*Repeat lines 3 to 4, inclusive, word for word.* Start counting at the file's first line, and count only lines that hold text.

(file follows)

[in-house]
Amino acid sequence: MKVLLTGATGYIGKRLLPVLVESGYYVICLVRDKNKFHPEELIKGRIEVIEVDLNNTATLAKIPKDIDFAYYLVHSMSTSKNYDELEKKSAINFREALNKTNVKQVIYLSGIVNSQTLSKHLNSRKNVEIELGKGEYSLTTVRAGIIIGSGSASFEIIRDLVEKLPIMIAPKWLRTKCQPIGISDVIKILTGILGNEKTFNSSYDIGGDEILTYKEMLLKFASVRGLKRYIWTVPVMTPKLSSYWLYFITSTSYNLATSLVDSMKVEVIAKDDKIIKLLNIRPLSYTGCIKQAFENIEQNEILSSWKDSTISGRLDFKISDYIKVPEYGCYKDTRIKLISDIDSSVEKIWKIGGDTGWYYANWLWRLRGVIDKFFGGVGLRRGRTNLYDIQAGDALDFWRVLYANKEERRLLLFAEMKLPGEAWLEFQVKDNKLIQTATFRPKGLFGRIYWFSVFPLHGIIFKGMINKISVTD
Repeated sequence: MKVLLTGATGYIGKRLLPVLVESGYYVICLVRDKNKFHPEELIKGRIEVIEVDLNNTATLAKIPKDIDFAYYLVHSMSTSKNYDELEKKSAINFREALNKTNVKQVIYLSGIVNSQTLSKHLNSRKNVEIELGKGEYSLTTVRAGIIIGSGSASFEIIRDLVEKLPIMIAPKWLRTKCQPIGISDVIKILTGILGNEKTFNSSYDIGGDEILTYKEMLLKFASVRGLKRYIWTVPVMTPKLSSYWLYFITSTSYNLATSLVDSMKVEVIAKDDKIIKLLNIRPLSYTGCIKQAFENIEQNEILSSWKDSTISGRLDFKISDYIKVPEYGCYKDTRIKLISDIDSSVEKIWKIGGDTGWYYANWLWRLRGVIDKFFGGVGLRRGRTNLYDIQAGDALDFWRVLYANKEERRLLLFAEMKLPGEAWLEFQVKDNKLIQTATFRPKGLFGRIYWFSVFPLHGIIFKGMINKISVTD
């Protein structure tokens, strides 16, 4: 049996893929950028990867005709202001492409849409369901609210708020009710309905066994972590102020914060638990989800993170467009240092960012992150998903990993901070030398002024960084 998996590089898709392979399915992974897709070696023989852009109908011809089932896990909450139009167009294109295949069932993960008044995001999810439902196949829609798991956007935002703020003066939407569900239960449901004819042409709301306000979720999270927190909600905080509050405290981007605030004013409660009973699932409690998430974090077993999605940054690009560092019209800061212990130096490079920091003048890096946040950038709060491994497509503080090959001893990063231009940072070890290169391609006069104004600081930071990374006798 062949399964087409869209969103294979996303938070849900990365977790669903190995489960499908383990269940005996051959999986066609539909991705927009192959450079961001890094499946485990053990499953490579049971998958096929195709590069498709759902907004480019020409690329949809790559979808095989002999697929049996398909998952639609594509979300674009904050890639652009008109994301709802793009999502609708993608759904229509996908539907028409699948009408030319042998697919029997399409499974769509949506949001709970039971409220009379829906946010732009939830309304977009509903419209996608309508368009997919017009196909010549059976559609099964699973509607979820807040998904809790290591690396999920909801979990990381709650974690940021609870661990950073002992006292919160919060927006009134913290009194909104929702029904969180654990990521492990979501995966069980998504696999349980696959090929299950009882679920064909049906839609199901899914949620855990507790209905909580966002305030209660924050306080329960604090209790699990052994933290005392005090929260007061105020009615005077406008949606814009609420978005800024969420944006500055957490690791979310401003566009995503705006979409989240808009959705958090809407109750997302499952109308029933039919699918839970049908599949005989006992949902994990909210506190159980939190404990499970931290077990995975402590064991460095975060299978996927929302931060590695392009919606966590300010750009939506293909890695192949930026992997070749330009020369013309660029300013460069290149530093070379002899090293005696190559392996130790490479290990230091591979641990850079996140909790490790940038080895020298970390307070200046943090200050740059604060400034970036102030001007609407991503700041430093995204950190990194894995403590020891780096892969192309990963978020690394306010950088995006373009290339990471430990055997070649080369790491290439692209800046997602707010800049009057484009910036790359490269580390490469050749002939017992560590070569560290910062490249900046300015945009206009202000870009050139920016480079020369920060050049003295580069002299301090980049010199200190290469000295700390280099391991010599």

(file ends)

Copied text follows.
Repeated sequence: MKVLLTGATGYIGKRLLPVLVESGYYVICLVRDKNKFHPEELIKGRIEVIEVDLNNTATLAKIPKDIDFAYYLVHSMSTSKNYDELEKKSAINFREALNKTNVKQVIYLSGIVNSQTLSKHLNSRKNVEIELGKGEYSLTTVRAGIIIGSGSASFEIIRDLVEKLPIMIAPKWLRTKCQPIGISDVIKILTGILGNEKTFNSSYDIGGDEILTYKEMLLKFASVRGLKRYIWTVPVMTPKLSSYWLYFITSTSYNLATSLVDSMKVEVIAKDDKIIKLLNIRPLSYTGCIKQAFENIEQNEILSSWKDSTISGRLDFKISDYIKVPEYGCYKDTRIKLISDIDSSVEKIWKIGGDTGWYYANWLWRLRGVIDKFFGGVGLRRGRTNLYDIQAGDALDFWRVLYANKEERRLLLFAEMKLPGEAWLEFQVKDNKLIQTATFRPKGLFGRIYWFSVFPLHGIIFKGMINKISVTD
């Protein structure tokens, strides 16, 4: 049996893929950028990867005709202001492409849409369901609210708020009710309905066994972590102020914060638990989800993170467009240092960012992150998903990993901070030398002024960084 998996590089898709392979399915992974897709070696023989852009109908011809089932896990909450139009167009294109295949069932993960008044995001999810439902196949829609798991956007935002703020003066939407569900239960449901004819042409709301306000979720999270927190909600905080509050405290981007605030004013409660009973699932409690998430974090077993999605940054690009560092019209800061212990130096490079920091003048890096946040950038709060491994497509503080090959001893990063231009940072070890290169391609006069104004600081930071990374006798 062949399964087409869209969103294979996303938070849900990365977790669903190995489960499908383990269940005996051959999986066609539909991705927009192959450079961001890094499946485990053990499953490579049971998958096929195709590069498709759902907004480019020409690329949809790559979808095989002999697929049996398909998952639609594509979300674009904050890639652009008109994301709802793009999502609708993608759904229509996908539907028409699948009408030319042998697919029997399409499974769509949506949001709970039971409220009379829906946010732009939830309304977009509903419209996608309508368009997919017009196909010549059976559609099964699973509607979820807040998904809790290591690396999920909801979990990381709650974690940021609870661990950073002992006292919160919060927006009134913290009194909104929702029904969180654990990521492990979501995966069980998504696999349980696959090929299950009882679920064909049906839609199901899914949620855990507790209905909580966002305030209660924050306080329960604090209790699990052994933290005392005090929260007061105020009615005077406008949606814009609420978005800024969420944006500055957490690791979310401003566009995503705006979409989240808009959705958090809407109750997302499952109308029933039919699918839970049908599949005989006992949902994990909210506190159980939190404990499970931290077990995975402590064991460095975060299978996927929302931060590695392009919606966590300010750009939506293909890695192949930026992997070749330009020369013309660029300013460069290149530093070379002899090293005696190559392996130790490479290990230091591979641990850079996140909790490790940038080895020298970390307070200046943090200050740059604060400034970036102030001007609407991503700041430093995204950190990194894995403590020891780096892969192309990963978020690394306010950088995006373009290339990471430990055997070649080369790491290439692209800046997602707010800049009057484009910036790359490269580390490469050749002939017992560590070569560290910062490249900046300015945009206009202000870009050139920016480079020369920060050049003295580069002299301090980049010199200190290469000295700390280099391991010599």